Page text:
Can air pollution cause infertility in women? How toxic air takes a toll on women’s reproductive health
How toxic air takes a toll on women’s reproductive health :From disrupting menstrual cycle to causing infertility, pollution can have a range of adverse effects on reproductive processes of women.
Amid rising air pollution and worsening AQI in Delhi NCR and surrounding areas, health experts have advised people to avoid exposure to toxic air. Air pollution can have both short term and long-term impact on our health. From headache, dizziness, nausea to pneumonia, bronchitis, and even cancer, pollution can wreak havoc on your health. Air contaminants like carbon monoxide, lead, particle pollution, nitrogen oxides can disrupt body functions and cause a number of disorders.
Apart from its many dangerous manifestations, air pollution can also impact women’s fertility and reproductive health. Research shows about pollution’s worrying impact on women’s health. From disrupting menstrual cycle and causing hormone imbalance, pollution can have a range of adverse effects on reproductive processes of ladies.
“Although the effects of lifestyle and genetic variables on reproductive health have long been researched, environmental issues such air pollution, organic pollutants, and chemicals that affect hormones are also receiving more attention. Research has shown that there is a worrying correlation between air pollution, fertility issues and reproductive health. A recent World Health Organization (WHO) report states that one in six people worldwide will experience difficulties becoming pregnant at some point in their lives. A number of air contaminants, such as heavy metals and polycyclic aromatic hydrocarbons (PAHs), have been linked to hormone imbalances. These pollutants may disrupt a woman’s menstrual cycle and have the potential to interfere with hormone activity which would be detrimental to reproductive processes,” says Dr Manju Gupta, Senior Consultant Obstetrician & Gynaecologist, Motherhood Hospital.
How pollutants may impact women’s fertility
“Pollutants contain endocrine-disrupting chemicals (EDCs) which can alter the production, control, and release of reproductive hormones in women. This can lead to ovulatory dysfunction, lower fertility, and irregularities in the menstrual cycle. Furthermore, the quality of eggs is negatively impacted by these contaminants, which makes conception more difficult. The hazardous compounds present in the air can penetrate the placenta, which could result in negative consequences and issues for both the developing foetus and the mother,” says Dr Gupta.
Dr Soumya Shetty, Fertility Consultant, Nova IVF, Chembur, Mumbai shares impact of pollution on women’s reproductive health:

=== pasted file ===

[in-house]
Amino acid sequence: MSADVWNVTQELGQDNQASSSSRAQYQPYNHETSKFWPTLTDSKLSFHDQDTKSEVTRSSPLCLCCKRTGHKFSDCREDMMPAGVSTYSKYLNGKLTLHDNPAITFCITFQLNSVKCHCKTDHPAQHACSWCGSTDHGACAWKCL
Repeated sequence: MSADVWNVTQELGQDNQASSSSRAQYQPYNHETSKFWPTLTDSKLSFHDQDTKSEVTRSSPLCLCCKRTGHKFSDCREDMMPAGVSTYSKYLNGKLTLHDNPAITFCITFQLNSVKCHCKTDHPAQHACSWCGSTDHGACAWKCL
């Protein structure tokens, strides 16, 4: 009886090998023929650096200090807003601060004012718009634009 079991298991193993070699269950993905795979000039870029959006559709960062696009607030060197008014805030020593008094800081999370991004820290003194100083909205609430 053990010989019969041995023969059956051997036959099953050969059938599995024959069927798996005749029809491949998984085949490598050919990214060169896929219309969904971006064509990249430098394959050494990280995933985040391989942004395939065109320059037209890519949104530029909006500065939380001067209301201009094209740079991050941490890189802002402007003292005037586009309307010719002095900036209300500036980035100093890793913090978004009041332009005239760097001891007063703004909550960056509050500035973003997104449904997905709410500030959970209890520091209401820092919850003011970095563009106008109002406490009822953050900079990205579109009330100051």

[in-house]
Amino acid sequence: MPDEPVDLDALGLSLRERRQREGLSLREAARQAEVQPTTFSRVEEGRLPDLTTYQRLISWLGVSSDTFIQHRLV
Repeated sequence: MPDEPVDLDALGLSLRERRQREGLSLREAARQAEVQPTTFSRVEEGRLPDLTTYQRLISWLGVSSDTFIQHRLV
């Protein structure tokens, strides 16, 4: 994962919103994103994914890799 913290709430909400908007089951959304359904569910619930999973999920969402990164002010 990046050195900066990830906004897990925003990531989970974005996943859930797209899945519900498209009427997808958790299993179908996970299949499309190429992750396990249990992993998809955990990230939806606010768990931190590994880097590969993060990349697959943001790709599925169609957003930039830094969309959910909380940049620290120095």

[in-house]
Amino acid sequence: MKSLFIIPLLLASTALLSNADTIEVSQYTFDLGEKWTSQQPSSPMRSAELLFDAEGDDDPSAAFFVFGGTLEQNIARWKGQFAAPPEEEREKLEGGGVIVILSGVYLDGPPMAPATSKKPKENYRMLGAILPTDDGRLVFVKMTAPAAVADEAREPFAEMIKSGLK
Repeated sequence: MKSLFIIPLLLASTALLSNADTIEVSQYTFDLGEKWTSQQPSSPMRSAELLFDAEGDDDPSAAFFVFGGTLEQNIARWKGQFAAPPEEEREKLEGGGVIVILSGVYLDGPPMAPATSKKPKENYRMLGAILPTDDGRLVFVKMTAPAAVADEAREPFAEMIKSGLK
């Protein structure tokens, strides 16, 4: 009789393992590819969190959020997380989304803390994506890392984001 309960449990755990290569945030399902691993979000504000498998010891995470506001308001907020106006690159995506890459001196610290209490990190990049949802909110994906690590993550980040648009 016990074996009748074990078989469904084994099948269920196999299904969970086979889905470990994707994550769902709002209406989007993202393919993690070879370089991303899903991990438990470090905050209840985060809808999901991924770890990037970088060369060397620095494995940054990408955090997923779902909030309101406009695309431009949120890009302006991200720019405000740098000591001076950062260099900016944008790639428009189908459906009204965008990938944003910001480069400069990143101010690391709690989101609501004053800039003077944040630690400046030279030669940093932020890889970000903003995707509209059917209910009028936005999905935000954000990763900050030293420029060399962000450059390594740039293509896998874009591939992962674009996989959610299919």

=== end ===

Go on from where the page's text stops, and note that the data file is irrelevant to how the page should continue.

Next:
1. Fertility issues: Air pollution, primarily due to exposure to particulate matter and harmful gases, can lead to reduced fertility. Studies have shown that women exposed to high levels of air pollutants are more likely to experience difficulties in conceiving.
2. Pregnancy complications: Pollution can increase the risk of pregnancy complications such as preterm birth, low birth weight, and developmental issues. Pollutants like lead and mercury can affect the developing foetus, leading to long-term health problems.
3. Infant mortality: High levels of pollution are associated with higher infant mortality rates. Pollutants can cause respiratory issues in infants and increase the risk of sudden infant death syndrome (SIDS).
4. Hormonal disruption: Many pollutants contain endocrine-disrupting chemicals that can interfere with women’s hormonal balance. This disruption can lead to irregular menstrual cycles, polycystic ovary syndrome (PCOS), and other reproductive disorders.
5. Cancer risk: Exposure to environmental toxins, such as pesticides and industrial chemicals, can increase the risk of reproductive cancers, including breast and ovarian cancer. These conditions are more prevalent among women exposed to pollution.
6. Menstrual health: Environmental pollution, particularly water pollution, can affect women’s access to clean water for personal hygiene during menstruation, increasing the risk of infections and complications.
7. Mental health impact: The stress and anxiety associated with the knowledge of environmental pollution’s impact on reproductive health can also have indirect consequences on women’s mental well-being.
8. Socio-economic factors: Women in lower-income communities are often more exposed to pollution due to their living conditions and lack of access to healthcare. This further exacerbates the impact on their reproductive health.